Wildlife

 

At least 20 mammal species live in or pass through Cypress Park. Those most likely to be seen by visitors include Douglas squirrels, Northwestern chipmunks, black bears, black-tailed deer, and coyotes. The tracks of weasels, martens, and snowshoe hares may be seen in winter. Other species include flying squirrels, deer mice, bushy-tailed woodrats, shrews and voles. There have been rare sightings of lynx, bobcats, cougars, and mountain goats. Pikas used to be seen in rocky areas on Black and Strachan mountains, but have not been seen for several years. Please report sightings of less common animals to FCPP.

Four amphibian species inhabit the park: northwestern salamander (commonly seen in the park’s many ponds and lakes), western red-backed salamander, Pacific tree frog (often heard but seldom seen), and tailed frog, a blue-listed (vulnerable) species. Garter snakes are seen occasionally.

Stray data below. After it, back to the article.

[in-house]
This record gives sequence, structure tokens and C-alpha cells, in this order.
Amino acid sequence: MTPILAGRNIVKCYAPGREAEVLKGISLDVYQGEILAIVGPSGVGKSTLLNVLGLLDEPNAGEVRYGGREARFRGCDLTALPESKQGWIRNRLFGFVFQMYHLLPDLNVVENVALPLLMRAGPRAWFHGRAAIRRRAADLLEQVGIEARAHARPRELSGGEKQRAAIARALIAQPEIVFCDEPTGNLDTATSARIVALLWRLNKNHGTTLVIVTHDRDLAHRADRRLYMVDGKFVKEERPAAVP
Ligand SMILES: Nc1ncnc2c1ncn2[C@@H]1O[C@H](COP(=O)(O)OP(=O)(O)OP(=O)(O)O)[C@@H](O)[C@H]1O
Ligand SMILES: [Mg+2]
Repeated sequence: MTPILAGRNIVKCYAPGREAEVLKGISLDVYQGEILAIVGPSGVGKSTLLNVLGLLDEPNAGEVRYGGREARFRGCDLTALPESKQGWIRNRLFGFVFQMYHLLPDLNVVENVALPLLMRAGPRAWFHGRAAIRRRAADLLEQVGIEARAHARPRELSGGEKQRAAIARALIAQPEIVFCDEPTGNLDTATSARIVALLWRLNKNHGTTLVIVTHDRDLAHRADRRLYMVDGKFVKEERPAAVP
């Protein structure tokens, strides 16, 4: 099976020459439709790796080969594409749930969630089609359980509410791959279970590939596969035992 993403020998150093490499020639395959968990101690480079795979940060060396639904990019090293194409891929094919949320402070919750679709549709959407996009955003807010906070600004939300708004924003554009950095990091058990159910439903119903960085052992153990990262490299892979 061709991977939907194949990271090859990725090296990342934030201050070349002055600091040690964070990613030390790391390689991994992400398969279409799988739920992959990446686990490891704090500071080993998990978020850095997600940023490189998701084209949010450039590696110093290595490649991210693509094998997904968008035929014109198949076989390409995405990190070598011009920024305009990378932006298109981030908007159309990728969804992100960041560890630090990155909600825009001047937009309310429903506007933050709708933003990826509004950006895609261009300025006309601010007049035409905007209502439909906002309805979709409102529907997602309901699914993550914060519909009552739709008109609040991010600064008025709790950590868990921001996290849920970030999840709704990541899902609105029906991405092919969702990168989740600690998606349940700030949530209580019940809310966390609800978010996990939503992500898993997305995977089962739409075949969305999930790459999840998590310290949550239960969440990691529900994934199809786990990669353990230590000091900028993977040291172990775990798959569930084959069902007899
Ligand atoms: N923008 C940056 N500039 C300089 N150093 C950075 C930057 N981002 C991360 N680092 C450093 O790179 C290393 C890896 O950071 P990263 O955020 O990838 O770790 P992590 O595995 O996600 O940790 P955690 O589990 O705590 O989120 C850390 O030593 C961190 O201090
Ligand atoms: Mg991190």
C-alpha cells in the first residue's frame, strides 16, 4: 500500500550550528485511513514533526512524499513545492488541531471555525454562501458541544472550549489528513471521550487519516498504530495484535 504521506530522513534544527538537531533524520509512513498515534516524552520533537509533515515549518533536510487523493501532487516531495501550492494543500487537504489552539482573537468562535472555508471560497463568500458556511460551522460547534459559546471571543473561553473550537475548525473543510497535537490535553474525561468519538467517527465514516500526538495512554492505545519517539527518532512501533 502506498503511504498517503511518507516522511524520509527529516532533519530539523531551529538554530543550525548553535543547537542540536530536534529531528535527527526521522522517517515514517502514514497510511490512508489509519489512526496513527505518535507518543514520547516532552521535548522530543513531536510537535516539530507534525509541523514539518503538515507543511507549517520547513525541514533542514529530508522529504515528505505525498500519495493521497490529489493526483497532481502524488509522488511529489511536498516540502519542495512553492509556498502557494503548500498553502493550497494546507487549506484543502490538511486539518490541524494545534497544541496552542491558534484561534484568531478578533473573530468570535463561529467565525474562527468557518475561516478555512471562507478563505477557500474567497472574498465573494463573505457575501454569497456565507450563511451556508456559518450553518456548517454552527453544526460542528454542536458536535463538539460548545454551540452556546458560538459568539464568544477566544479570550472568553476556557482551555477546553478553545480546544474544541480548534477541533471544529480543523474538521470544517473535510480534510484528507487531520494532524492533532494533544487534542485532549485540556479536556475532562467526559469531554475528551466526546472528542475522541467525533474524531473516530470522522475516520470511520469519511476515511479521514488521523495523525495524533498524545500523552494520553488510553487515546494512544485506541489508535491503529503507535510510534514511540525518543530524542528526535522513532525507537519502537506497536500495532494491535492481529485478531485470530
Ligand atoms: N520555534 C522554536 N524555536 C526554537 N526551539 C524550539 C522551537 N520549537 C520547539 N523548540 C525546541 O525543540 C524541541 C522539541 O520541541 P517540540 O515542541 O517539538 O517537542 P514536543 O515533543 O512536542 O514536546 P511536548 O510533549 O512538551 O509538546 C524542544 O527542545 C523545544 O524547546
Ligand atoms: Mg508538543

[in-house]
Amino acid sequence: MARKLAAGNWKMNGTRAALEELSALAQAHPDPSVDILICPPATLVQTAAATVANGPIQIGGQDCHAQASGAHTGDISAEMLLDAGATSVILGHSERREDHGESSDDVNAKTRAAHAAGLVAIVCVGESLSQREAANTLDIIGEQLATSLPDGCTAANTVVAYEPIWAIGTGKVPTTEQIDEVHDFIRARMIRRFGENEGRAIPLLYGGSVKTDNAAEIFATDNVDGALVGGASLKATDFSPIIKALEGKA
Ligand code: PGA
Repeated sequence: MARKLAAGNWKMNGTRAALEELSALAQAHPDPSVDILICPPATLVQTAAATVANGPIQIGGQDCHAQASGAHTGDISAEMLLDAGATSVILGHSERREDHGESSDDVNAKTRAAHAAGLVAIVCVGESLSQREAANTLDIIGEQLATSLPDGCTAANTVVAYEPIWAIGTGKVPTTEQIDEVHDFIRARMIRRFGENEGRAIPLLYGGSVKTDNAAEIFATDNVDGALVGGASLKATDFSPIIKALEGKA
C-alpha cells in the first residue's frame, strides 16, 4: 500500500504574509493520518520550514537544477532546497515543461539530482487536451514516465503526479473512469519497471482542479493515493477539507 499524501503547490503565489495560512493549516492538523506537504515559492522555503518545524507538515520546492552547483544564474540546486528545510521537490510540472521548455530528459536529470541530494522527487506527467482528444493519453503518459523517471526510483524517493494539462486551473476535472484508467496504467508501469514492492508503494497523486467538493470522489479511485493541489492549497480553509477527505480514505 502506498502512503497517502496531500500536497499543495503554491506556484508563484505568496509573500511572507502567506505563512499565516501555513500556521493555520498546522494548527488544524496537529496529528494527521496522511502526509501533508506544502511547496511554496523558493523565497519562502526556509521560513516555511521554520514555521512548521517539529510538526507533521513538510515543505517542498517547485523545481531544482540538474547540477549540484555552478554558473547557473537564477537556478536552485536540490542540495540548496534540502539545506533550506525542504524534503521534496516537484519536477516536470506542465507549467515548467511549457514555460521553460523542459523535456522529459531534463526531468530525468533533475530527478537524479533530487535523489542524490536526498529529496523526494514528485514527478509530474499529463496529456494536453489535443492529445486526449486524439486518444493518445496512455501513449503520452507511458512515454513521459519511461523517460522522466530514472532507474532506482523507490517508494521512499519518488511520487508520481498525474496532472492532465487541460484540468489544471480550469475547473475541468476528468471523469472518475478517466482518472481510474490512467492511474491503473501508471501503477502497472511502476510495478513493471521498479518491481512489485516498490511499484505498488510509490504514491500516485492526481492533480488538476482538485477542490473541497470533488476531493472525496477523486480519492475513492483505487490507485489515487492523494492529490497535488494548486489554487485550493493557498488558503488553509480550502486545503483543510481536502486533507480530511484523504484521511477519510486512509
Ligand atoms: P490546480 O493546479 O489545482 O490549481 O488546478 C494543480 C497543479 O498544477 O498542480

The Yew Lake area provides good opportunity for dragonfly/damselfly viewing, including the rare black petaltail dragonfly. In 1999, the first recorded breeding site in Canada of this rare dragonfly was found at Cypress by Vancouver Natural History Society members Rex Kenner and Ian Lane. Many species of moths and butterflies can also be seen at Cypress.

For more information, see the 1974 Cypress Interpretive Assessment, the1992 Cypress Park Background Document, and the 1992 Talisman Assessment listed in Reports/Articles.

 

Bears, Black Mt. ski slope, Stephen Partington photo



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